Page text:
Facebook wants to pay publishers to create more produced video as part of a plan to push the company’s new ad products, according to multiple sources.
The new deals are intended to replace the agreements Facebook currently has with publishers to produce live video, which were signed a year ago. The new accords are designed to encourage publishers to create produced video, or VOD, but it also maintains provisions to still pay for live video, the sources say.
Facebook is offering publishers a monthly sum in exchange for a minimum amount of produced video every month. The videos can be a combination of VOD and live, but live content can’t account for more than half of the monthly tally.
The videos also have to be long enough to drop at least one ad in the middle of play. That means a produced video has to be least 90 seconds long, with live videos at least six minutes in length to count toward the deal, according to multiple sources.
Facebook will recoup the cost of payments to publishers by taking the revenue from these mid-roll ads. After Facebook makes its money back, the two sides will split the rest of the ad dollars, with 55 percent going to the publisher and 45 percent going to Facebook.
Facebook started testing mid-roll video ads in live videos last fall, and started doing the same with produced videos earlier this year. Paying publishers for video content gives Facebook more inventory to go out and sell those ads. At least that’s the hope.
Most of these new deals are set to expire at the end of 2017.
A Facebook spokesperson sent Recode the following statement when asked about the deals:
“As we shared last year, we are funding some seed video content from our partners, and are evolving the initial Live deals to include other types of video content we’d like to experiment with. We want to show people what is possible on the platform and we learn best from our partners. With this program, we hope to enable creativity and experimentation with video that is community-driven and takes advantage of the social interaction unique to Facebook. In the long-term, we expect to support partners through a rev share model, like Ad Break.”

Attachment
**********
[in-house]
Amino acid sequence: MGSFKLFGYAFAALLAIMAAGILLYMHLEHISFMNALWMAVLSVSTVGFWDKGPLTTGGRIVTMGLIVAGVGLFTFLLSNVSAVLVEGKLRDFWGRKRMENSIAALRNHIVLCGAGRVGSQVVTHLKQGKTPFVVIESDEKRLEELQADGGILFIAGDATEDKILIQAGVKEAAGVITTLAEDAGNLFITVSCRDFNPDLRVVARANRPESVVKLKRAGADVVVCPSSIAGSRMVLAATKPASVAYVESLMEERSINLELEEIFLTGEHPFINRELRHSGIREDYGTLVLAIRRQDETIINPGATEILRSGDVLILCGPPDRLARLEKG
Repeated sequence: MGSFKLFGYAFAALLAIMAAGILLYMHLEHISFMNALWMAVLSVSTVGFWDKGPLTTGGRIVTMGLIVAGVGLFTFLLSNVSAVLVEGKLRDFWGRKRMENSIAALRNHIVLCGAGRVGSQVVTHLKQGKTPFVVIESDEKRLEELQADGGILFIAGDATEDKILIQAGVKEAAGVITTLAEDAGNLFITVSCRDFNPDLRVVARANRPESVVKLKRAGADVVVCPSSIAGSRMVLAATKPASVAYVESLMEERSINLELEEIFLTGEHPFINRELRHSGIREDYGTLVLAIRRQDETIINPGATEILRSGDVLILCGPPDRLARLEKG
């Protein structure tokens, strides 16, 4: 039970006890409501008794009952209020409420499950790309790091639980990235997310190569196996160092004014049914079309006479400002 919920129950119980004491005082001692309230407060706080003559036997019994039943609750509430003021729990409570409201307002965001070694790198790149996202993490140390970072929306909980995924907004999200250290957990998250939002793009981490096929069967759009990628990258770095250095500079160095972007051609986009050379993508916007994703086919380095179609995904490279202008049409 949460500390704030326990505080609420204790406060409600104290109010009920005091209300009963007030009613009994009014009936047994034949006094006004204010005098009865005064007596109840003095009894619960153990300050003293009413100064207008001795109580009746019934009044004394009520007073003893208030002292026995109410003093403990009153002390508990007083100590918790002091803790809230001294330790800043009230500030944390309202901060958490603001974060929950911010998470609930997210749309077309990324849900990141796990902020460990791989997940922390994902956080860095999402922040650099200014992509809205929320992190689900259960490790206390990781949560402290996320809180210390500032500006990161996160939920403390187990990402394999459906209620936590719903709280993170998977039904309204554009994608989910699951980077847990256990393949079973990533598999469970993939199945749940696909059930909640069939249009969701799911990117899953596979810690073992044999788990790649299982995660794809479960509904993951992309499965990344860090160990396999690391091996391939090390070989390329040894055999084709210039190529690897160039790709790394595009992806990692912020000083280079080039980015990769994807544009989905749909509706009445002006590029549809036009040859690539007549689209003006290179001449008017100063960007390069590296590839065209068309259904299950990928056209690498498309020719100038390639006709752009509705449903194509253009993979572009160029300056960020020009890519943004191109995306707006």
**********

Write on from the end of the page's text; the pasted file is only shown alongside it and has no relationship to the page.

Many major publishers, including the New York Times, BuzzFeed, the Washington Post and Vox Media (which owns this website) have been making money from Facebook in exchange for live video content for the past year.
Most of those deals recently expired, or are expiring soon, and Facebook is looking to keep its site flush with video content.
Publishers have been waiting anxiously for Facebook to roll out a video ad product, a way to finally make money from the billions of daily video views Facebook users generate each day.
Facebook has been staunchly against pre-roll ads, an industry norm. Mid-roll ads, akin to a short TV commercial, are Facebook’s alternative.
A number of publishers in talks with Facebook are hesitant to sign the new offerings, though some have already agreed. Publishers are worried about putting those mid-roll ads into their produced videos. Because they’re new and unproven, publishers we spoke with are concerned it will kill video completion rates and ultimately hurt their overall audience.
A few publishers are also surprised that live video was offered as part of the new deal. As Recodereported in January, publishers were not expecting Facebook to renew those live video contracts; many believed the amount they made from those live videos didn’t merit the time and resources it took to produce them.
Some publishers we spoke to believe that live video is part of the new proposals to help take the pressure off of a deal that would otherwise be 100 percent dependent on VOD mid-roll ads.